United States     EPA 510-F-93-011
        Environmental Protection March 1993
        Agency

        Solid Waste And Emergency Response (OS-420WF)
vvEPA Streamlined
        Implementation

        A New Way To
        LookAtUST
        Corrective
        Actions

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 Some Background Information


 Over the last two years about 1000 releases from
 underground storage tanks (USTs) have been
 reported every week, bringing the national total
 to over 180,000 in December 1992. In most of
 these cases, staff in state programs oversee
 cleanups performed by tank owners and then-
 contractors. However, the work of overseeing so
 many cleanups is overwhelming state staff and
 administrative systems.

 "Streamlining" their cleanup procedures and
 oversight systems is one way that states can meet
 the demands of increased numbers of reported
 releases. "Streamlining" means using total
 quality management techniques, improved
 technologies, and innovative regulatory
 approaches to make cleanups faster, cheaper, and
 more effective.

 The Office Of Solid Waste And Emergency
 Response (OSWER) has published OSWER
 Directive 9650.13 entitled, "Streamlined Imple-
 mentation of UST Corrective Action Require-
 ments." The directive, which was released in late
 1992, is an important part of EPA's strategy for
 helping states cope with the challenges posed by
the growing numbers of release reports that they
are receiving.
 This directive is a policy statement intended to
 encourage states to streamline using the flexibility
 that EPA wrote into the federal technical require-
 ments for UST corrective actions (40 CFR 280
 subpart F). The directive also can be useful to states
 with regulations that differ significantly from the
 federal regulations.
 Why Streamline?

 Streamlining can benefit implementing agencies,
 tank owners and other interested parties, as well as
 the environment, by making cleanups faster, less
 expensive, and more effective. Streamlining can
 help state and local UST programs:

    Begin cleanups sooner, making them more
    effective in protecting the environment;

    Reduce delays in the cleanup process;

    Oversee more cleanups more effectively with
    the same level of resources; and

   Reduce unnecessary paperwork, thereby cutting
    the costs of plans and reports.
 Why Did EPA Publish
 This Directive?

 The Agency believes that the national UST
 program, which includes all "implementing
 Agencies" and EPA itself, must renew its com-
 mitment to innovation and improvement so that it
 can meet the challenges posed by the growing
 number of releases requiring corrective action.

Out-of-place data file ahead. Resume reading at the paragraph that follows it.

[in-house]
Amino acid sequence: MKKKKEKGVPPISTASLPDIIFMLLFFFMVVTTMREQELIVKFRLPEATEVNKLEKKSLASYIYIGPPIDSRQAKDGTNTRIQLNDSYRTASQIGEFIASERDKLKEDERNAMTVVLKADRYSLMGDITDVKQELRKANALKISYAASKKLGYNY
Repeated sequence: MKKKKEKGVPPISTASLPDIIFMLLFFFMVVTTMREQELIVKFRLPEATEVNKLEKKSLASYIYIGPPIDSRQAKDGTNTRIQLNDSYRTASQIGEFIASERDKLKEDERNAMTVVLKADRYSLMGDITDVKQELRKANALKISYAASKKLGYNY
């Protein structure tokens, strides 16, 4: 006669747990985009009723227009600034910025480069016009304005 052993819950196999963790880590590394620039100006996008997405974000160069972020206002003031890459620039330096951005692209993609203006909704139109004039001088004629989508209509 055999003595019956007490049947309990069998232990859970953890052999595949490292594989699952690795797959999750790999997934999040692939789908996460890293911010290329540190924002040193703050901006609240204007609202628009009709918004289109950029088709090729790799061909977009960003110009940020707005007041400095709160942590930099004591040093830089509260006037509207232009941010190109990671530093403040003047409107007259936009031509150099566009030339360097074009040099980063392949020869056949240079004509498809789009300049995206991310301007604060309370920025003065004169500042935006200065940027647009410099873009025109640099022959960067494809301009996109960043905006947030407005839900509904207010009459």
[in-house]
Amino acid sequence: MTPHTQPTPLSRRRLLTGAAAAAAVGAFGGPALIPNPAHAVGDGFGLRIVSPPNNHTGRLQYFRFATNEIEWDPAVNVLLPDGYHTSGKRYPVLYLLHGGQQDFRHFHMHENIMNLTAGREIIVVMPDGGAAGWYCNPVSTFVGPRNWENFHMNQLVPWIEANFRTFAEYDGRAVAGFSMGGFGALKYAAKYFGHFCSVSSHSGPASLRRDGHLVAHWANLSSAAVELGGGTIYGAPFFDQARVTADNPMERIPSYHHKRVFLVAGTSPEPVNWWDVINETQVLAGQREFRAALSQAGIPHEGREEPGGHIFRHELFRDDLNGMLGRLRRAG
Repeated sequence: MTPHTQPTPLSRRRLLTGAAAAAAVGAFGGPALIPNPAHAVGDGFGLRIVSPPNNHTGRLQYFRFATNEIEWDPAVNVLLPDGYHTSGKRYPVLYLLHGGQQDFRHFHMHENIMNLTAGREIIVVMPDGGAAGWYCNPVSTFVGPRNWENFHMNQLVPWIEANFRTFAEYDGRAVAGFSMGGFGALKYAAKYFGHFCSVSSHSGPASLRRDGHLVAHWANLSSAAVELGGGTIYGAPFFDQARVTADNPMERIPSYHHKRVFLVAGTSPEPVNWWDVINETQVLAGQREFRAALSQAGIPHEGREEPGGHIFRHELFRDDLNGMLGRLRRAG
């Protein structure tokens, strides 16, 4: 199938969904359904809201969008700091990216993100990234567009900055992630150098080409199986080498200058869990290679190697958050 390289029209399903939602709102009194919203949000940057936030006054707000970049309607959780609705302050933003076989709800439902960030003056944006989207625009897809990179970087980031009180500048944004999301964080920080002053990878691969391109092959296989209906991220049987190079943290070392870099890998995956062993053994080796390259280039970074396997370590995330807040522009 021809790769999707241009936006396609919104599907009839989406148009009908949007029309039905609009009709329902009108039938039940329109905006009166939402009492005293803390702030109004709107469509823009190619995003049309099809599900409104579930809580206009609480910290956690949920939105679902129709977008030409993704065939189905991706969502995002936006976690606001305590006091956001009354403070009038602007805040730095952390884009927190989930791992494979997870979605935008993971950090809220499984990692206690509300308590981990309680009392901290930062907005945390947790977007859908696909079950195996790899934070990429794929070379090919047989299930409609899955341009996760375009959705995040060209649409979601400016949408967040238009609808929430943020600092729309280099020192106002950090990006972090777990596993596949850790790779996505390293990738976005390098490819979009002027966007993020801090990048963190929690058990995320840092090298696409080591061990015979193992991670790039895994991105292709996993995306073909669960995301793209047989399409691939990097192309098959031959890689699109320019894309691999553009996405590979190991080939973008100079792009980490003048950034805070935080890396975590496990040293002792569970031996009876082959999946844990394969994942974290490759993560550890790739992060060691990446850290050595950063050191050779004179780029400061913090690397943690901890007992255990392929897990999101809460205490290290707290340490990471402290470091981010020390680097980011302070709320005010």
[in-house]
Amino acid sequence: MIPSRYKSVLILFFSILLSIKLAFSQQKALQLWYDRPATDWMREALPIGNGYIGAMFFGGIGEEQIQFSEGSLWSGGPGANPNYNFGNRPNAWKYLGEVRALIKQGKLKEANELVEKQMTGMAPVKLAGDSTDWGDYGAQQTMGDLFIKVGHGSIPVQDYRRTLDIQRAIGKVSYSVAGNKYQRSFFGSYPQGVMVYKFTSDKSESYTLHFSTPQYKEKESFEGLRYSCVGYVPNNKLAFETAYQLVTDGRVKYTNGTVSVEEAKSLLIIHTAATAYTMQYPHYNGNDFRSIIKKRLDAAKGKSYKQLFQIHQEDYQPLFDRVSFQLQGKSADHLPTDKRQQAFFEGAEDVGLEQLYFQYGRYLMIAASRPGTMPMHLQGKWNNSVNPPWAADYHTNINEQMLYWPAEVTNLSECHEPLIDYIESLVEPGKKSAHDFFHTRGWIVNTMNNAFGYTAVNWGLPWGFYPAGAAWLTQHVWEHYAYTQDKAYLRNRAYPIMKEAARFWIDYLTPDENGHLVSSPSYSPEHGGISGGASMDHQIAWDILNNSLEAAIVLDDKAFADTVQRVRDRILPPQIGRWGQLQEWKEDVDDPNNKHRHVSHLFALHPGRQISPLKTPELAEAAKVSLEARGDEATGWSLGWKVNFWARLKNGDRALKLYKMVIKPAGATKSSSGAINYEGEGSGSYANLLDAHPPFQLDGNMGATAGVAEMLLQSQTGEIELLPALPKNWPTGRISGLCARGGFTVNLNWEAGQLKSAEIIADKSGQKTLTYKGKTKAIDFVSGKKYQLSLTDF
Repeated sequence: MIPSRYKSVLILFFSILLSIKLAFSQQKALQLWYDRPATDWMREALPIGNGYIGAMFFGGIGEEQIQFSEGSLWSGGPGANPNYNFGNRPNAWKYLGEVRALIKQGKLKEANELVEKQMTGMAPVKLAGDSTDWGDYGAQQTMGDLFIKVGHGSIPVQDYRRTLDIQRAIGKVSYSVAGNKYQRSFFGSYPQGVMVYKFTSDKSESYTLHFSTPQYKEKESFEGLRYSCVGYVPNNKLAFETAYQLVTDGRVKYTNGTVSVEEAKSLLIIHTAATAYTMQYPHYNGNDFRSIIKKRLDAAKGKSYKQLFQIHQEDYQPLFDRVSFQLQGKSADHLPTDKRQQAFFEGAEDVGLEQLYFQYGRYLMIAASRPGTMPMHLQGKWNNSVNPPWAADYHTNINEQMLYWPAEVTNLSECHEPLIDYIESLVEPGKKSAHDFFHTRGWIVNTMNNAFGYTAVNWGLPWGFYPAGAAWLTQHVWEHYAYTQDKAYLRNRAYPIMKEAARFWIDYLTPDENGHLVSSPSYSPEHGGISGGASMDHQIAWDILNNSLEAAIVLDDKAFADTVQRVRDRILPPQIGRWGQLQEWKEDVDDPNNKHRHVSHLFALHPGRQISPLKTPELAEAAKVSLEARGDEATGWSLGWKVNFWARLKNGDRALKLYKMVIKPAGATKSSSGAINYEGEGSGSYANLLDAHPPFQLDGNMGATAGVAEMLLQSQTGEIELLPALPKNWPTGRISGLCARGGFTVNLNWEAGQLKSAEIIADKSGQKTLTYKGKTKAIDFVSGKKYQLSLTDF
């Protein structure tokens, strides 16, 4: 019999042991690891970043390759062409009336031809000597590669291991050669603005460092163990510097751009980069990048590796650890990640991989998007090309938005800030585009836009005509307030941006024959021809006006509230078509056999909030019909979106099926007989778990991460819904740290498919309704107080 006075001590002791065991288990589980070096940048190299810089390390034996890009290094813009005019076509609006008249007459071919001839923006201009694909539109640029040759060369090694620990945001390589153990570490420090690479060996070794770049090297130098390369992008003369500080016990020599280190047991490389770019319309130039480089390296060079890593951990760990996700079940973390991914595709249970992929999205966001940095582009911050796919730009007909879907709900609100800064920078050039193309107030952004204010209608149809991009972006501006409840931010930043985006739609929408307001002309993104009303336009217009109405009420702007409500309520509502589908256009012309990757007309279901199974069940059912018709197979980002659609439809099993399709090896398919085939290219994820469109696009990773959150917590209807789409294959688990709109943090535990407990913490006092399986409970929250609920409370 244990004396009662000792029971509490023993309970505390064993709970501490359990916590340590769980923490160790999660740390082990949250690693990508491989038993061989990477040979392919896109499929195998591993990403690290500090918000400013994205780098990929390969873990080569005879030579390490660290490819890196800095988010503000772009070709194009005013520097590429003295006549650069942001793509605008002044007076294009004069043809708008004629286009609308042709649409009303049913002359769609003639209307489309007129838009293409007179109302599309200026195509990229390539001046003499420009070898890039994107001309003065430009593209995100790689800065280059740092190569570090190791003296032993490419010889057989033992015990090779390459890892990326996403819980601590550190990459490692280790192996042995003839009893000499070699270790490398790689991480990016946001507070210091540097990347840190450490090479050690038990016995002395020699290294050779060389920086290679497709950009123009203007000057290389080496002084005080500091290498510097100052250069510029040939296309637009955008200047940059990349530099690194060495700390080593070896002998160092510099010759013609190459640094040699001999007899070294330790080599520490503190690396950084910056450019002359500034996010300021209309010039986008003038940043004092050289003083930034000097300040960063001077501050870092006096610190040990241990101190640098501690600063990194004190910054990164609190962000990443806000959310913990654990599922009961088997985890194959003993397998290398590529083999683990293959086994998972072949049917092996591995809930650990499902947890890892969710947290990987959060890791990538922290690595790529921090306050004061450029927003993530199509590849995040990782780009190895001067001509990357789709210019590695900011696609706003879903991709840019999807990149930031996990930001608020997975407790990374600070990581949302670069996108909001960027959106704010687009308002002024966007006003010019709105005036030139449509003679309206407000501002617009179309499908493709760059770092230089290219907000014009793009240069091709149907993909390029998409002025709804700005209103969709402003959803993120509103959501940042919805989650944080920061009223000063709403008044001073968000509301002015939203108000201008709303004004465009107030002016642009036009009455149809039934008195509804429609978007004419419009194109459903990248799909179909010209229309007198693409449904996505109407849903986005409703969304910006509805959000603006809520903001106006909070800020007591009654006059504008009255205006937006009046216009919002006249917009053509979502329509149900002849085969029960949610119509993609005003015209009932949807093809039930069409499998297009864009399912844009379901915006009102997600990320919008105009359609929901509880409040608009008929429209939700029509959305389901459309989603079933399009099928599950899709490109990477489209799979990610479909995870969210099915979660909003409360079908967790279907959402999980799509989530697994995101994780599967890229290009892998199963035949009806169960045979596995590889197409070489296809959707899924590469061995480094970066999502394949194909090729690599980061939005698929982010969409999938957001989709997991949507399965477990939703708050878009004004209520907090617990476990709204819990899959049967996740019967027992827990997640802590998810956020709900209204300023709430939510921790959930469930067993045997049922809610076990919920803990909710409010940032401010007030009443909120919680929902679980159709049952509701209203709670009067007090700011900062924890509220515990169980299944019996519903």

The directive meets several new objectives for
 EPA's streamlining work.

    It strongly affirms EPA's policy to support
    streamlining, particularly in state programs
    where most cleanups  are managed.

    It clearly explains the flexibility in the federal
    regulations and should eliminate some
    perceived legal barriers to streamlining that
    don't really exist.

   It provides programs with some fresh ideas
    for streamlining that can help managers get
    support for making changes within their
    organizations.

   It should promote a more active dialogue
    between regulators and other interested
    parties on what improvements might be
    possible in individual states.

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What It Does
This directive provides guidance and examples of
how agencies (primarily state UST programs)
have used and can use the flexibility in the
federal regulations to improve the efficiency and
effectiveness of their programs and make clean-
ups faster, cheaper, and more effective.

Even though the directive is based on the federal
regulations, many of the improvements described
can be implemented by states that have regula-
tions that differ significantly from those of EPA.
Streamlining has benefits for all programs,
including approved state programs.  The
directive:

   Explains what streamlining means and why it
    is an important part of EPA's policy.

   Identifies opportunities to carry out each
    section of the federal UST corrective action
    regulations in more flexible, efficient, and
    cost-effective ways.

   Presents numerous examples of improve-
    ments states can make and have made,
    including:

    -  Combining or eliminating plans  and
       reports that require review and approval,

      Standardizing reporting formats,
      Foregoing traditional, site-specific
      corrective action plans for simple, low-
      risk sites in favor of providing clear
      guidance and monitoring results, and

      Using field measurement techniques
      instead of more costly laboratory
      methods that tend to cause delays.
For More Information

For additional information or a copy of the
OSWER Directive 9650.13, contact EPA's
RCRA/Superfund Hotline, Monday through
Friday, 8:30 a.m. to 7:30 p.m. EST. The national
toll-free number is 800 424-9346; for the hearing
impaired, the number is TDD 800 553-7672.

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